PART 1—THE DRILL ON THE DRILL-DOWN: For four decades, American scribes have looked, or pretended to look, for ways to improve low income/minority schools. The method is simple, and fairly obvious: Theyve looked for low-income schools that work—low-income schools with surprising, high test scores. And then theyve tried to figure out what has led to the schools success.
For this two-part procedure to work, journalists have to be able do two things. First, they have to identify schools whose test scores actually exceed the norm. And then, when they think theyve found such a school, they have to be able to figure out what has led to the schools high achievement.
As weve seen, Making Schools Work with Hedrick Smith repeatedly flunks the first task. A few of the schools the program examines actually do have high test scores (more on those schools to come). But more often, Making Schools Work examines test-score duds—schools or school districts whose test scores are ordinary, even, in some cases, quite bad. Example: Judging from the districts test scores, there is no sign that the Charlotte-Mecklenburg schools have enacted a small revolution with enormous implications for public schools nationwide; indeed, one of the two Charlotte schools the program examines has test scores which are, in fact, quite dismal (see THE DAILY HOWLER, 11/17/05). Would you buy used educational reforms from a district with test scores like this? We wouldnt, not in a million years. But then, mainstream news orgs have long delighted in presenting feel-good schools that work stories. Must they stretch a bit to locate such schools? Then stretch is what theyve often done—and it often happens in Making Schools Work, including when the show goes to Charlotte.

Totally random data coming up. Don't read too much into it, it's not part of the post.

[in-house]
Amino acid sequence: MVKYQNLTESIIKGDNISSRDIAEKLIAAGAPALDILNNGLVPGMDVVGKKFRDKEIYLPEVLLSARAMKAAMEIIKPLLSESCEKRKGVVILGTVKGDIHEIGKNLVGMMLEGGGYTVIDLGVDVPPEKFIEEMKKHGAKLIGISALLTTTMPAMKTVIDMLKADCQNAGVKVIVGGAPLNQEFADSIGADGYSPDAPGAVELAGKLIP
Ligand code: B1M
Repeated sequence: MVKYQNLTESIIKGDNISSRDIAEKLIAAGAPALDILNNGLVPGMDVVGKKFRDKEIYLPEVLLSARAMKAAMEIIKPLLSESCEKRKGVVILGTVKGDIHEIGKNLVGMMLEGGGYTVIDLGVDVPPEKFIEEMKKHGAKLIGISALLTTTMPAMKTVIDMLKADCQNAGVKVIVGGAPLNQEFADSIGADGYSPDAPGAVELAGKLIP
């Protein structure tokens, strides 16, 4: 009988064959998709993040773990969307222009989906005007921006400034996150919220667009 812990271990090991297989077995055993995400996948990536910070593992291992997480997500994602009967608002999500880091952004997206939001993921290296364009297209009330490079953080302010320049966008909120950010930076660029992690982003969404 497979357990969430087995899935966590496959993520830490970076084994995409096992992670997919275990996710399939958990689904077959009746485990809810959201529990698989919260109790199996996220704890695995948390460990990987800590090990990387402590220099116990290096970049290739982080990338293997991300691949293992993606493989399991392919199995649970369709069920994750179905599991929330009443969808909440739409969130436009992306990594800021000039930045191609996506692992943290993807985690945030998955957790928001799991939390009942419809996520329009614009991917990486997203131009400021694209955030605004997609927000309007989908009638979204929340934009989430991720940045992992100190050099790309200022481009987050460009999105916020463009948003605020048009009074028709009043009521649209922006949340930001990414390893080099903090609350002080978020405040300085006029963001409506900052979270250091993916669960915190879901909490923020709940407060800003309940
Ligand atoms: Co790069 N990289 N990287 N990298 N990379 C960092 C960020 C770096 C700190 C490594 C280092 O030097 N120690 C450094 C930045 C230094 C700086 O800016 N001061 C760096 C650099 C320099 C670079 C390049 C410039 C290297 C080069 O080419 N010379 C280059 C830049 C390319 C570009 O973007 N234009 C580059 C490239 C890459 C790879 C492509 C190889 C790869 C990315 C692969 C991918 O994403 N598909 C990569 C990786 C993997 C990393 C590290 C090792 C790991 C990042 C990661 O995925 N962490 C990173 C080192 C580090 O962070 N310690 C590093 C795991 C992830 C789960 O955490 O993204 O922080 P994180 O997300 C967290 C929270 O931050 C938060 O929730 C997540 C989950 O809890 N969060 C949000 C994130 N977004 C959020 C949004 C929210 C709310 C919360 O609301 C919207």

So yes, Hedrick Smith is a bit of a credulous rube when it comes to those Charlotte test scores—scores which strike us as quite ordinary, but strike him as a small revolution. But then, Smith is also extremely credulous when he looks at Charlottes educational reforms—the educational reforms which allegedly drive the revolution he thinks he has found. Early in his segment on Charlotte, Smith examines Highland Renaissance Academy—a formerly low-performing, inner-city elementary school whose test scores jumped in the late 1990's (for full transcript, just click here). He asks a teacher why these score gains occurred—and gets an improbable answer:
HIGHLAND TEACHER: We saw a drastic, drastic change, just from school-wide effort. Everybody bought into what Dr. Bovis [the schools new principal] was saying. And when you have everybody buying into what your leader is saying, then it works.As well see later this week, Highlands test scores did go through the roof after Bovis arrived in 1998. (They remain extremely high to this day.) If those test scores mean what they seem to mean, then Highland has wrought a small revolution—and researchers should be crawling all over its campus, trying to figure out how it happened. But did that remarkable jump in scores occur just from school-wide effort? Did it occur just because everyone bought into what their principal was saying? Surely, there must be more to the story than that. And sure enough: Continuing directly, Hedrick Smith returns to the screen to explain a larger, district-wide program initiated by new superintendent Eric Smith at the time Highlands test scores began to take off:
HEDRICK SMITH: In six years, Highland went from a failing school to a North Carolina school of distinction. But [superintendent Eric] Smith needed to drive his reform systemwide. To do that, he developed a process called The Drill-Down. Its a highly-refined technique to track the progress of all students and all schools.For the programs next several minutes, Hedrick Smith and a string of teachers and administrators explain how Charlottes Drill-Down works. Well examine the process in more detail tomorrow. But as it turns out, the Drill-Down is a quarterly test—a test given every nine weeks, to all Charlotte students—designed to determine each childs progress through the systems curriculum. At one point, an assistant superintendent, Susan Agruso, explains the Drill-Downs purpose: